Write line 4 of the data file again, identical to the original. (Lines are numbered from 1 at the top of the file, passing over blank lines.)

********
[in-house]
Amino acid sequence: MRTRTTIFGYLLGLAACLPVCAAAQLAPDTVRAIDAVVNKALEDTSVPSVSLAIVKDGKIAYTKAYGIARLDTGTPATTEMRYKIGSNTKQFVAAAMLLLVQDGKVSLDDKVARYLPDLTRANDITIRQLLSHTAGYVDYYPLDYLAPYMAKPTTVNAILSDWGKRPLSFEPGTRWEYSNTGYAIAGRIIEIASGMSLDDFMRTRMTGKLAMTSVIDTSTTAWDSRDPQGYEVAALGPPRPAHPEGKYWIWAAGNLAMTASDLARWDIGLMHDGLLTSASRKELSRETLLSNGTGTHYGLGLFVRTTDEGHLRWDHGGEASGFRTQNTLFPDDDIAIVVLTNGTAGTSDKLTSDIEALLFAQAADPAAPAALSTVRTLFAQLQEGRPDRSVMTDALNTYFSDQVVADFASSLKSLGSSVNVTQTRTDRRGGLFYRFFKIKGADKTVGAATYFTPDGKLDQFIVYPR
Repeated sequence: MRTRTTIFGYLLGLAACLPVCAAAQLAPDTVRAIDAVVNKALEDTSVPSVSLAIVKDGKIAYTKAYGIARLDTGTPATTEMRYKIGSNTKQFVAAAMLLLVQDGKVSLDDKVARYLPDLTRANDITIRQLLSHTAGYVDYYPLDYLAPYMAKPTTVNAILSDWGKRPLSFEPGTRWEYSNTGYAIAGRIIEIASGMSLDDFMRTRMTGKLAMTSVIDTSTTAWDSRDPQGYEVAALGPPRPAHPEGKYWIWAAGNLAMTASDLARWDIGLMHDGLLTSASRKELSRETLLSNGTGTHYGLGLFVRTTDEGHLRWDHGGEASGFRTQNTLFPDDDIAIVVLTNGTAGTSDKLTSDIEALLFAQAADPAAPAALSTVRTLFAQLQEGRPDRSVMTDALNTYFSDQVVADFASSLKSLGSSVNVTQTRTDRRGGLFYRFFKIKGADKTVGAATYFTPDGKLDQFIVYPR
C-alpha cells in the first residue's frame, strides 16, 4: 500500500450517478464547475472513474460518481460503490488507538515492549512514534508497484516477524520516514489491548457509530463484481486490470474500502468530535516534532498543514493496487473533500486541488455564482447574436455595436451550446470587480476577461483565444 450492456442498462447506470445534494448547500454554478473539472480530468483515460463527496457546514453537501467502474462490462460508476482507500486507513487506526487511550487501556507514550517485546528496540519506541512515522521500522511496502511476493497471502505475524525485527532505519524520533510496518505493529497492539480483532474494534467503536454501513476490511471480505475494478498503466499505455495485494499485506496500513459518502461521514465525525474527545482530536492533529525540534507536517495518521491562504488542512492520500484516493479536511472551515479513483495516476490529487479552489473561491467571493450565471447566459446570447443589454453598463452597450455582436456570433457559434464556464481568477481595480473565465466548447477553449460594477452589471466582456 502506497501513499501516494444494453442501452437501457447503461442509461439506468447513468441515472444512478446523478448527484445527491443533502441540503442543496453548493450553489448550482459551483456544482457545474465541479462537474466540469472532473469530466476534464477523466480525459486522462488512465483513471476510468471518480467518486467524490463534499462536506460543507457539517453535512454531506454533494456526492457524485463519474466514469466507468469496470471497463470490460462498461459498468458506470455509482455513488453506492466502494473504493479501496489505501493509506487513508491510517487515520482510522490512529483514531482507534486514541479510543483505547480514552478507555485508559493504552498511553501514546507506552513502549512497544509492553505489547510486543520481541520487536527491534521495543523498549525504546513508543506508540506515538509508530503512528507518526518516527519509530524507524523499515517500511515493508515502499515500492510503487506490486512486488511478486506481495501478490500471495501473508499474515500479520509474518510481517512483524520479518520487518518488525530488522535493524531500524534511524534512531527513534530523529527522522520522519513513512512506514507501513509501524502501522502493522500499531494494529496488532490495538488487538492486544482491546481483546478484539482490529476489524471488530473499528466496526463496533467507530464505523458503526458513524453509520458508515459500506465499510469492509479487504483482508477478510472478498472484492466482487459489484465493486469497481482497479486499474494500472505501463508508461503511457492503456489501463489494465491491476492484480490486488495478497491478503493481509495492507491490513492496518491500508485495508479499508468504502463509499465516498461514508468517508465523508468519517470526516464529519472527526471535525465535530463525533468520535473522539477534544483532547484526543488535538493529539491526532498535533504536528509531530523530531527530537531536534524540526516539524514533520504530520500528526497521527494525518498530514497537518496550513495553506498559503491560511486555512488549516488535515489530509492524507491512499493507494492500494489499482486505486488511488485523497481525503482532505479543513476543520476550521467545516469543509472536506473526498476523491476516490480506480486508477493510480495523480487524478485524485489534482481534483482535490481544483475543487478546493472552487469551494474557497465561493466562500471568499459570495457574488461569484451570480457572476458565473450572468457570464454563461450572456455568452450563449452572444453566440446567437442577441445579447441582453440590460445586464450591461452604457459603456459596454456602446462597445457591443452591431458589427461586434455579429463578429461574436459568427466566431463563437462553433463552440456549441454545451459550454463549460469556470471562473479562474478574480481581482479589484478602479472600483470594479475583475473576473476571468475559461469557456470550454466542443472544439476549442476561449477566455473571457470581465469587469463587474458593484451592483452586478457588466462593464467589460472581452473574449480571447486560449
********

C-alpha cells in the first residue's frame, strides 16, 4: 500500500450517478464547475472513474460518481460503490488507538515492549512514534508497484516477524520516514489491548457509530463484481486490470474500502468530535516534532498543514493496487473533500486541488455564482447574436455595436451550446470587480476577461483565444 450492456442498462447506470445534494448547500454554478473539472480530468483515460463527496457546514453537501467502474462490462460508476482507500486507513487506526487511550487501556507514550517485546528496540519506541512515522521500522511496502511476493497471502505475524525485527532505519524520533510496518505493529497492539480483532474494534467503536454501513476490511471480505475494478498503466499505455495485494499485506496500513459518502461521514465525525474527545482530536492533529525540534507536517495518521491562504488542512492520500484516493479536511472551515479513483495516476490529487479552489473561491467571493450565471447566459446570447443589454453598463452597450455582436456570433457559434464556464481568477481595480473565465466548447477553449460594477452589471466582456 502506497501513499501516494444494453442501452437501457447503461442509461439506468447513468441515472444512478446523478448527484445527491443533502441540503442543496453548493450553489448550482459551483456544482457545474465541479462537474466540469472532473469530466476534464477523466480525459486522462488512465483513471476510468471518480467518486467524490463534499462536506460543507457539517453535512454531506454533494456526492457524485463519474466514469466507468469496470471497463470490460462498461459498468458506470455509482455513488453506492466502494473504493479501496489505501493509506487513508491510517487515520482510522490512529483514531482507534486514541479510543483505547480514552478507555485508559493504552498511553501514546507506552513502549512497544509492553505489547510486543520481541520487536527491534521495543523498549525504546513508543506508540506515538509508530503512528507518526518516527519509530524507524523499515517500511515493508515502499515500492510503487506490486512486488511478486506481495501478490500471495501473508499474515500479520509474518510481517512483524520479518520487518518488525530488522535493524531500524534511524534512531527513534530523529527522522520522519513513512512506514507501513509501524502501522502493522500499531494494529496488532490495538488487538492486544482491546481483546478484539482490529476489524471488530473499528466496526463496533467507530464505523458503526458513524453509520458508515459500506465499510469492509479487504483482508477478510472478498472484492466482487459489484465493486469497481482497479486499474494500472505501463508508461503511457492503456489501463489494465491491476492484480490486488495478497491478503493481509495492507491490513492496518491500508485495508479499508468504502463509499465516498461514508468517508465523508468519517470526516464529519472527526471535525465535530463525533468520535473522539477534544483532547484526543488535538493529539491526532498535533504536528509531530523530531527530537531536534524540526516539524514533520504530520500528526497521527494525518498530514497537518496550513495553506498559503491560511486555512488549516488535515489530509492524507491512499493507494492500494489499482486505486488511488485523497481525503482532505479543513476543520476550521467545516469543509472536506473526498476523491476516490480506480486508477493510480495523480487524478485524485489534482481534483482535490481544483475543487478546493472552487469551494474557497465561493466562500471568499459570495457574488461569484451570480457572476458565473450572468457570464454563461450572456455568452450563449452572444453566440446567437442577441445579447441582453440590460445586464450591461452604457459603456459596454456602446462597445457591443452591431458589427461586434455579429463578429461574436459568427466566431463563437462553433463552440456549441454545451459550454463549460469556470471562473479562474478574480481581482479589484478602479472600483470594479475583475473576473476571468475559461469557456470550454466542443472544439476549442476561449477566455473571457470581465469587469463587474458593484451592483452586478457588466462593464467589460472581452473574449480571447486560449